A Novel Vehicle for Transmission of Escherichia coli O157:H7 to Humans: Multistate Outbreak of E. coli O157:H7 Infections Associated With Consumption of Ready-to-Bake Commercial Prepackaged Cookie Dough-United States, 2009

ArticleinClinical Infectious Diseases 54(4):511-8 · December 2011with21 Reads
DOI: 10.1093/cid/cir831 · Source: PubMed
Abstract
 Escherichia coli O157:H7 is a Shiga toxin-producing E. coli (STEC) associated with numerous foodborne outbreaks in the United States and is an important cause of bacterial gastrointestinal illness. In May 2009, we investigated a multistate outbreak of E. coli O157:H7 infections.  Outbreak-associated cases were identified using serotyping and molecular subtyping procedures. Traceback investigation and product testing were performed. A matched case-control study was conducted to identify exposures associated with illness using age-, sex-, and state-matched controls.  Seventy-seven patients with illnesses during the period 16 March-8 July 2009 were identified from 30 states; 35 were hospitalized, 10 developed hemolytic-uremic syndrome, and none died. Sixty-six percent of patients were <19 years; 71% were female. In the case-control study, 33 of 35 case patients (94%) consumed ready-to-bake commercial prepackaged cookie dough, compared with 4 of 36 controls (11%) (matched odds ratio = 41.3; P < .001); no other reported exposures were significantly associated with illness. Among case patients consuming cookie dough, 94% reported brand A. Three nonoutbreak STEC strains were isolated from brand A cookie dough. The investigation led to a recall of 3.6 million packages of brand A cookie dough and a product reformulation.  This is the first reported STEC outbreak associated with consuming ready-to-bake commercial prepackaged cookie dough. Despite instructions to bake brand A cookie dough before eating, case patients consumed the product uncooked. Manufacturers should consider formulating ready-to-bake commercial prepackaged cookie dough to be as safe as a ready-to-eat product. More effective consumer education about the risks of eating unbaked cookie dough is needed.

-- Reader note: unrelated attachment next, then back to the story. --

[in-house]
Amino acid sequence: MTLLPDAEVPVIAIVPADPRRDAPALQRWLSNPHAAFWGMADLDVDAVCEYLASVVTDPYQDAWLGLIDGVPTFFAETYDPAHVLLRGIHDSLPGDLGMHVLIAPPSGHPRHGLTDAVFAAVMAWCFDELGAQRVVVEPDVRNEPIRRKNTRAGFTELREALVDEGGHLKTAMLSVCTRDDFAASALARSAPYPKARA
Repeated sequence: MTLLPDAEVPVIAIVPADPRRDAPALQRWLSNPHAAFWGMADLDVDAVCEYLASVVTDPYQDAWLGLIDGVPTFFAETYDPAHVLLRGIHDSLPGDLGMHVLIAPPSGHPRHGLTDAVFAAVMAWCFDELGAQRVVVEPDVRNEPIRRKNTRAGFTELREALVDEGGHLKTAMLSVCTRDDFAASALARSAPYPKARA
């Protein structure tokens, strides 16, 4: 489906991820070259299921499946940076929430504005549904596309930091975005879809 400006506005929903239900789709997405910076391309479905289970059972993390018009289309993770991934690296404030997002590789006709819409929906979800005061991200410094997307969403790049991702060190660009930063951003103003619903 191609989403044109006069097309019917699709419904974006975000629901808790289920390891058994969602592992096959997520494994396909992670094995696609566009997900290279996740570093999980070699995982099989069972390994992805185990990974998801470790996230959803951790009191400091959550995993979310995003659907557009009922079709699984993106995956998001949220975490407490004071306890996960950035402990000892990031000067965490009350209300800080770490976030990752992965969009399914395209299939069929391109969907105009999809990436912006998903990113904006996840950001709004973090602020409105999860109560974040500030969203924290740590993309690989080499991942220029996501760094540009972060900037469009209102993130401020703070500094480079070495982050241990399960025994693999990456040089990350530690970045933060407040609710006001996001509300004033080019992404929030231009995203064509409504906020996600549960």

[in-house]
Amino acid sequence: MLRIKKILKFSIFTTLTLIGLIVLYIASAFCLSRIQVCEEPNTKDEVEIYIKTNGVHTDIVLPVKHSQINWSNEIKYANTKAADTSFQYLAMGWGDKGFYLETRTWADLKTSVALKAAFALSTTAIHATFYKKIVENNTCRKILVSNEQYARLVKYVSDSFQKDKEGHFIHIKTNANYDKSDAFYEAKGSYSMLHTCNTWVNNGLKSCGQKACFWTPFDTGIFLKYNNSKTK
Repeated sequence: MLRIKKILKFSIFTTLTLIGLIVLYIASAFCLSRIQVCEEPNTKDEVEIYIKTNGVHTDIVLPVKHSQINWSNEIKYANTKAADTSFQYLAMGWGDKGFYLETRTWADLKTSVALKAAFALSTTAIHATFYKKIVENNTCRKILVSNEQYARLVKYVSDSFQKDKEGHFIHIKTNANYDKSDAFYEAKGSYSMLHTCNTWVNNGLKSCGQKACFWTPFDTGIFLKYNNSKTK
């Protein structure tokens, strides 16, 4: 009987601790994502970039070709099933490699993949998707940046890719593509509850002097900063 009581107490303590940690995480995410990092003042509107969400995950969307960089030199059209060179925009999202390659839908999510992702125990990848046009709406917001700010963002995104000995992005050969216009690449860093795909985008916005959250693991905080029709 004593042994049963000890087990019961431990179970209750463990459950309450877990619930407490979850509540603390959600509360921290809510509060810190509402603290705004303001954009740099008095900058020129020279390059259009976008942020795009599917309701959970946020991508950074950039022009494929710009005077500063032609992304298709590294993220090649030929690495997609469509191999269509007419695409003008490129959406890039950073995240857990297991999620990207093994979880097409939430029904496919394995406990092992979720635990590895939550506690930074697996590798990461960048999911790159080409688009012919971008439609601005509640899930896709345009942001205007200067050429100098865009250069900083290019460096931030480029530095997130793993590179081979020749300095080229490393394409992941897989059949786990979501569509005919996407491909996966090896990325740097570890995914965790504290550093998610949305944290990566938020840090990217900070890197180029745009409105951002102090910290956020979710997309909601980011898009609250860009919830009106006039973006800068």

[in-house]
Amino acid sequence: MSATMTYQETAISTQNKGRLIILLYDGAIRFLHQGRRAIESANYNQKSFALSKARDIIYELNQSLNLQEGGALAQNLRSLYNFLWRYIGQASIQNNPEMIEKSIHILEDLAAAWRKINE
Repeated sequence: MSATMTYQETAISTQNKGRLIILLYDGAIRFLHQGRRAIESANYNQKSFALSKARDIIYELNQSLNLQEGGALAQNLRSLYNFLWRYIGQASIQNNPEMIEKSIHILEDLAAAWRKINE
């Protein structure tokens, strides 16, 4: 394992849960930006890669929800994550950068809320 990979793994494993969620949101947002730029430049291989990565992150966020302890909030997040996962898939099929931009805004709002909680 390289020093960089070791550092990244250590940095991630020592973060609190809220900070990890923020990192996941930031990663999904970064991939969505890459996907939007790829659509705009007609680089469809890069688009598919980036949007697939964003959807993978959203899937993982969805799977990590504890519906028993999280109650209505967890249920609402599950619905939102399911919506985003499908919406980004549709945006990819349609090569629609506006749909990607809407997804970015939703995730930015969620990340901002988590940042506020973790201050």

• "Cattle are major carriers of enterohemorrhagic E. coli (EHEC) and contamination of beef by EHEC has caused massive recalls and economic loss to the food industry [2, 3]. Also, EHEC contamination has been implicated in foods other than beef, such as cookie dough, unpasteurized apple juice [4], and spinach [5][6][7]. There were 5 outbreaks of E. coli O157:H7, the most important EHEC strain, associated with beef products in 29 states reported by the Centers for Disease Control and Prevention from 2006–2011 [8]. "
    [Show abstract] [Hide abstract] ABSTRACT: Standard methods to detect Escherichia coli contamination in food use the polymerase chain reaction (PCR) and agar culture plates. These methods require multiple incubation steps and take a long time to results. An improved rapid flow-cytometry based detection method was developed, using a fluorescence-labeled oligonucleotide probe specifically binding a16S rRNA sequence. The method positively detected 51 E. coli isolates as well as 4 Shigella species. All 27 non-E. coli strains tested gave negative results. Comparison of the new genetic assay with a total plate count (TPC) assay and agar plate counting indicated similar sensitivity, agreement between cytometry cell and colony counts. This method can detect a small number of E.coli cells in the presence of large numbers of other bacteria. This method can be used for rapid, economical, and stable detection of E. coli and Shigella contamination in the food industry and other contexts.